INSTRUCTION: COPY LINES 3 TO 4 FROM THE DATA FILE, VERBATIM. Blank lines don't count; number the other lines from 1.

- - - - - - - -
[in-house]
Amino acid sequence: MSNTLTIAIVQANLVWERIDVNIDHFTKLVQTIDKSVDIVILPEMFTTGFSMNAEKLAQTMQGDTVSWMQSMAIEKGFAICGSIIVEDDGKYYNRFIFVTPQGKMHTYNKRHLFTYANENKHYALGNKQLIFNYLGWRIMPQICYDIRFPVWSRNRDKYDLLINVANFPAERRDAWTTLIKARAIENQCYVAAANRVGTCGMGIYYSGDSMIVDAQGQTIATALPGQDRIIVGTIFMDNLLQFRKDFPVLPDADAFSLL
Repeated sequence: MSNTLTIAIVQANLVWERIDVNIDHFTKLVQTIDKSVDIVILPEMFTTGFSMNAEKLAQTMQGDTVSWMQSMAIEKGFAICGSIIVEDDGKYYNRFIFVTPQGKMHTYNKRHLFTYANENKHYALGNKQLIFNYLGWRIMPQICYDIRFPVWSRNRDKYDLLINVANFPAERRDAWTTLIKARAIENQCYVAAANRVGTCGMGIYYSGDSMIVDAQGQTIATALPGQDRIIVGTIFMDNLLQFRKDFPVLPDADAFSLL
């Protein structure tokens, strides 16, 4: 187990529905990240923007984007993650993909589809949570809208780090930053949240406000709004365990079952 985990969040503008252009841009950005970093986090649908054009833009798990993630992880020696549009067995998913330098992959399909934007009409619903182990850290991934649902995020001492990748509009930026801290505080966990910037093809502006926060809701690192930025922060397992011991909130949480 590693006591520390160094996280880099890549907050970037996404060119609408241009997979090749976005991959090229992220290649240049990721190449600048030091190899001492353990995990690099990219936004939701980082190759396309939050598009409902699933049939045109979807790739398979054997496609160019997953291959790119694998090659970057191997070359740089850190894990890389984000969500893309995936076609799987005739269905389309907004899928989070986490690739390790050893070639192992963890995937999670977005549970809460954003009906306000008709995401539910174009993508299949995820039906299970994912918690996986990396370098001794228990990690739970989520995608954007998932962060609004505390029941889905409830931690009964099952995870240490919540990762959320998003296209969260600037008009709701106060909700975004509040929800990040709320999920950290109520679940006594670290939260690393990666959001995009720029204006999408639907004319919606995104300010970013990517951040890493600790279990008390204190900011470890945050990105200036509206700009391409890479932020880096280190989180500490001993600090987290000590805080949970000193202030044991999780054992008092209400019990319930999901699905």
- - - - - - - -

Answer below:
Repeated sequence: MSNTLTIAIVQANLVWERIDVNIDHFTKLVQTIDKSVDIVILPEMFTTGFSMNAEKLAQTMQGDTVSWMQSMAIEKGFAICGSIIVEDDGKYYNRFIFVTPQGKMHTYNKRHLFTYANENKHYALGNKQLIFNYLGWRIMPQICYDIRFPVWSRNRDKYDLLINVANFPAERRDAWTTLIKARAIENQCYVAAANRVGTCGMGIYYSGDSMIVDAQGQTIATALPGQDRIIVGTIFMDNLLQFRKDFPVLPDADAFSLL
């Protein structure tokens, strides 16, 4: 187990529905990240923007984007993650993909589809949570809208780090930053949240406000709004365990079952 985990969040503008252009841009950005970093986090649908054009833009798990993630992880020696549009067995998913330098992959399909934007009409619903182990850290991934649902995020001492990748509009930026801290505080966990910037093809502006926060809701690192930025922060397992011991909130949480 590693006591520390160094996280880099890549907050970037996404060119609408241009997979090749976005991959090229992220290649240049990721190449600048030091190899001492353990995990690099990219936004939701980082190759396309939050598009409902699933049939045109979807790739398979054997496609160019997953291959790119694998090659970057191997070359740089850190894990890389984000969500893309995936076609799987005739269905389309907004899928989070986490690739390790050893070639192992963890995937999670977005549970809460954003009906306000008709995401539910174009993508299949995820039906299970994912918690996986990396370098001794228990990690739970989520995608954007998932962060609004505390029941889905409830931690009964099952995870240490919540990762959320998003296209969260600037008009709701106060909700975004509040929800990040709320999920950290109520679940006594670290939260690393990666959001995009720029204006999408639907004319919606995104300010970013990517951040890493600790279990008390204190900011470890945050990105200036509206700009391409890479932020880096280190989180500490001993600090987290000590805080949970000193202030044991999780054992008092209400019990319930999901699905």